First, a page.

They insist that when you take reproduction out of the equation through birth control, sterilization, or homosexuality, no one is harmed by incest.
Of course, the law has something to say about that.
Females are more heavily invested invested in the genetic fitness of their offspring, and experts believe that’s why women tend to be particularly averse to incest.
A 1994 study showed that women might actually be able to smell the best genetic mate to father their future offspring.
This preference for the “new guy” forces young male hyenas to leave their families upon adulthood in search of a pack of unrelated females, resulting in low levels of inbreeding among the species. The estimated 500-percent growth of the bedbug population in recent years was partially caused by a chemical resistance to insecticides but also the bedbug’s ability to thrive on inbreeding.
When bedbugs that have this resistance to insecticide continue to inbreed, doubling up on those resistant genes strengthens the resistence of the next generation, making the parasites even harder to kill and demonstrating one of the few instances in which inbreeding can actually benefit a species.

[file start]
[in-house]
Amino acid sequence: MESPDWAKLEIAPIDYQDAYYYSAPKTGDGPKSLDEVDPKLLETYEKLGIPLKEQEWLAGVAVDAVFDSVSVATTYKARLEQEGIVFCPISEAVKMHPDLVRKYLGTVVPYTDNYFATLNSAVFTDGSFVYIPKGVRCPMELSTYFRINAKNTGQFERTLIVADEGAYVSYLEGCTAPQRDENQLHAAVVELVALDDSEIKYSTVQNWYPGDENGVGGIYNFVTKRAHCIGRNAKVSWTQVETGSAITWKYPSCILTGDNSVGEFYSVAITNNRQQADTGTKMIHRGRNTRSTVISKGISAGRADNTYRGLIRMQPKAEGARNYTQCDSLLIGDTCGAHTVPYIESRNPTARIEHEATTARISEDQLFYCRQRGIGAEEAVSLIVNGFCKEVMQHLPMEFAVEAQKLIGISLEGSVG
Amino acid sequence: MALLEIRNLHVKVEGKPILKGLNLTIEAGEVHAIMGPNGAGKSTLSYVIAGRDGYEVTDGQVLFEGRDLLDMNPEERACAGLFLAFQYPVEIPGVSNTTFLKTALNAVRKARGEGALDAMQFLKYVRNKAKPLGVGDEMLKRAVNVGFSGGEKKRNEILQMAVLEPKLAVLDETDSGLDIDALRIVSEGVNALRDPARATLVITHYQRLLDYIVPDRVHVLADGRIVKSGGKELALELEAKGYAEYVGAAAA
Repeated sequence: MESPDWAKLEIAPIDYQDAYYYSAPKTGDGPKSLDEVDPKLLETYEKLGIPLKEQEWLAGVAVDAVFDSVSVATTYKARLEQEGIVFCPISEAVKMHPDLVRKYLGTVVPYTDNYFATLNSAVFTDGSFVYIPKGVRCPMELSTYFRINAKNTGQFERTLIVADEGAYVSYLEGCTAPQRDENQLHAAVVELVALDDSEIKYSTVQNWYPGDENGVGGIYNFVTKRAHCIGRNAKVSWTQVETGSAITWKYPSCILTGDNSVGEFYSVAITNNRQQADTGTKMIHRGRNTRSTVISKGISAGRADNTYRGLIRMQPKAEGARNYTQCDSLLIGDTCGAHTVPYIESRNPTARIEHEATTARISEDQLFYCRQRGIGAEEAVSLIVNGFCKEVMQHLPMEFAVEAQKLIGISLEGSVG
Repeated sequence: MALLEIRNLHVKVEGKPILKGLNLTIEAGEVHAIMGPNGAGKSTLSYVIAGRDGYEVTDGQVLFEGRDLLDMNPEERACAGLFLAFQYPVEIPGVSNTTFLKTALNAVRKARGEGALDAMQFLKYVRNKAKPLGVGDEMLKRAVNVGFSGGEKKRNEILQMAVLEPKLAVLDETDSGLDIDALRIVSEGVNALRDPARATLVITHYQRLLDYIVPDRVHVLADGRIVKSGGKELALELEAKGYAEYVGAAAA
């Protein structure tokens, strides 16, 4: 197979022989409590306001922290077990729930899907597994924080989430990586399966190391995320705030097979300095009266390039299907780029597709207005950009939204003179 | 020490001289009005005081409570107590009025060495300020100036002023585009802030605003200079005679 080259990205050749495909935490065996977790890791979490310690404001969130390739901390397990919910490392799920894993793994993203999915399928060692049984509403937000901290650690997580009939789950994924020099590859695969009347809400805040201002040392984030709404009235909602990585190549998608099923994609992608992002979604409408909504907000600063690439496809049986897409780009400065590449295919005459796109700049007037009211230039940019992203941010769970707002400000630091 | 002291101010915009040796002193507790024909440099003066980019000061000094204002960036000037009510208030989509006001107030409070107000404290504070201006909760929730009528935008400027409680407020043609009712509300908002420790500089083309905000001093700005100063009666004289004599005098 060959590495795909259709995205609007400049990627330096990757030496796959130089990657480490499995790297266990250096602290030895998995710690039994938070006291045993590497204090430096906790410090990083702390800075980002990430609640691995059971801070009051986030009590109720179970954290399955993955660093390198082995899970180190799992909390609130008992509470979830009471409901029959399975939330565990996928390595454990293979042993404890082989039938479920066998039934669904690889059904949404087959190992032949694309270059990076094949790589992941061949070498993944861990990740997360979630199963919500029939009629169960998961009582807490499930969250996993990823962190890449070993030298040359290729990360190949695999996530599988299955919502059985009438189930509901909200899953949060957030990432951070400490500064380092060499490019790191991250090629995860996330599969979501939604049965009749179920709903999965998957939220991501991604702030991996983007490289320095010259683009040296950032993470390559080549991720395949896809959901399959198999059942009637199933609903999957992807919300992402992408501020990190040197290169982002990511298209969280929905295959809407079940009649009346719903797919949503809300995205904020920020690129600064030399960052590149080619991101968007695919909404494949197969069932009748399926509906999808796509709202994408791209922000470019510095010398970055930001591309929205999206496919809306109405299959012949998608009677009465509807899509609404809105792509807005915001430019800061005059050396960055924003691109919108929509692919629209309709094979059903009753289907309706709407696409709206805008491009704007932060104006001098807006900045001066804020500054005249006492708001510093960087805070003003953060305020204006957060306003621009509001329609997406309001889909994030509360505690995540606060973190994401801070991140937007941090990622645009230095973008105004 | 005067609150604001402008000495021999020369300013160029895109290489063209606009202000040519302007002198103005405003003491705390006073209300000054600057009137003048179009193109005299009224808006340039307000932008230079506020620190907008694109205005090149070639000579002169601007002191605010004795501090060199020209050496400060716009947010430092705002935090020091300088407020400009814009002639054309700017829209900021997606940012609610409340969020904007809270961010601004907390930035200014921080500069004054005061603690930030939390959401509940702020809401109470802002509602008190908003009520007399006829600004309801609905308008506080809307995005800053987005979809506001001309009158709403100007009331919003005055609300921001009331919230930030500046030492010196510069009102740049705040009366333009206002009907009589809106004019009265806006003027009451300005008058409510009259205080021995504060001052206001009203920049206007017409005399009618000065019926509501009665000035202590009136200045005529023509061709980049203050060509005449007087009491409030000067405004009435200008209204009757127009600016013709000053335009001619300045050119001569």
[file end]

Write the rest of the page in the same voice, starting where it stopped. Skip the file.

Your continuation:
Most animals suffer the same adverse effects from inbreeding as humans, such as reduced fertility, slower growth rates, increased incidence of disease, and higher mortality rates.
Because hyenas don’t use scent or other cues to identify relatives, females only mate with males that are new to their group.
Female lemurs, for instance, can tell if a male’s genes are too similar to her own by smelling the pheromones that emit from his genitals.
Mice also use smell to identify ideal potential mates, much like the human females in the smelly t-shirt test.
Experiments have shown that keeping a brother and sister mouse isolated in a cage will often result in their mating, but only if there are no other viable partners.
Introducing an unrelated male compels the female to abandon her brother.